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Genome Res. 2003 Mar;13(3):503-12.

A classification-based machine learning approach for the analysis of genome-wide expression data.

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Department of Biological Sciences, University of Massachusetts, Lowell, Massachusetts 01854, USA.


Three important areas of data analysis for global gene expression analysis are class discovery, class prediction, and finding dysregulated genes (biomarkers). The clinical application of microarray data will require marker genes whose expression patterns are sufficiently well understood to allow accurate predictions on disease subclass membership. Commonly used methods of analysis include hierarchical clustering algorithms, t-, F-, and Z-tests, and machine learning approaches. We describe an approach called the maximum difference subset (MDSS) algorithm that combines classification algorithms, classical statistics, and elements of machine learning and provides a coherent framework. By integrating prediction accuracy, the MDSS algorithm learns the critical threshold of statistical significance (the alpha or P-value), eliminating the arbitrariness of setting a threshold of statistical significance and minimizing the effect of the normality assumptions. To reduce the false positive rate and to increase external validity of the predictive gene set, a jackknife step is used. This step identifies and removes genes in the initial MDSS with low combined predictive utility. The overall MDSS provides a prediction that is less dependent on an arbitrary study design (sample inclusion or exclusion) and should thus have high external validity. We demonstrate that this approach, unlike other published methods, identifies biomarkers capable of predicting the outcome of anthracycline-cytarabine chemotherapy in cases of acute myeloid leukemia. By incorporating two criteria-statistical significance and predictive utility-the approach learns the significance level relevant for a given data set. The MDSS approach can be used with any test and classifier operator pair.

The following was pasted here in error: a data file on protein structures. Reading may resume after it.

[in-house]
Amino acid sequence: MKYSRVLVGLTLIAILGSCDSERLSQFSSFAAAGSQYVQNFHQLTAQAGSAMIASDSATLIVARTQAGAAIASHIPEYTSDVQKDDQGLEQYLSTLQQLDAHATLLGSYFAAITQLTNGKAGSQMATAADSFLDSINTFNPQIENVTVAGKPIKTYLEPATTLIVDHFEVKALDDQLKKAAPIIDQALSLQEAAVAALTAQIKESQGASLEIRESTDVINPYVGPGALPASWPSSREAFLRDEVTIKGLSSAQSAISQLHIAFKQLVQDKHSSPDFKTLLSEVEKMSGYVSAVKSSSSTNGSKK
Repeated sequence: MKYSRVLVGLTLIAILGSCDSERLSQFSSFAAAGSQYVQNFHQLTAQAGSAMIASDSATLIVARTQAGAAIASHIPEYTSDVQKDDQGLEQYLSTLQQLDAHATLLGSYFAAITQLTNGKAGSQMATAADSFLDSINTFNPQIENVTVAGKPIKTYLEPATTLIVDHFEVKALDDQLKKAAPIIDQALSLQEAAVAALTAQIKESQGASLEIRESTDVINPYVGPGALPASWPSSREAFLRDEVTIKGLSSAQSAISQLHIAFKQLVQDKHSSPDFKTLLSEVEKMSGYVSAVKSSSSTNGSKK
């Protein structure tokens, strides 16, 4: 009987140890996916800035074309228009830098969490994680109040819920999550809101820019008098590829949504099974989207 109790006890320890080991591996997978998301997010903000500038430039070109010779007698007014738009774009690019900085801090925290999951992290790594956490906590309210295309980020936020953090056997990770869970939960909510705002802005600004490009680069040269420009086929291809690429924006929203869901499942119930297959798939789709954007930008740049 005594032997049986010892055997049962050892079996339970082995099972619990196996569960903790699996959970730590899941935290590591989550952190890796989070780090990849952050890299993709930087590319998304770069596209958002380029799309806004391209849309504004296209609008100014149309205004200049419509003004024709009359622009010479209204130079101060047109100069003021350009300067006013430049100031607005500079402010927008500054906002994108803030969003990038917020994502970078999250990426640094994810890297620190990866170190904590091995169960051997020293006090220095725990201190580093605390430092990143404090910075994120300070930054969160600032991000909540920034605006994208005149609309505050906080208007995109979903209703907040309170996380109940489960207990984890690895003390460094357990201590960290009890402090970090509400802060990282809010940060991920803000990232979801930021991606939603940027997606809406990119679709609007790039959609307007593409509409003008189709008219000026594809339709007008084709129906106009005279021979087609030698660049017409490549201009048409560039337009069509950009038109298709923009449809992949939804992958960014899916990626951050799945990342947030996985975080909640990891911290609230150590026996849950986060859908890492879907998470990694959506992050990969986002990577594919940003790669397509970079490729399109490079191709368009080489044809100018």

[Indexed for MEDLINE]
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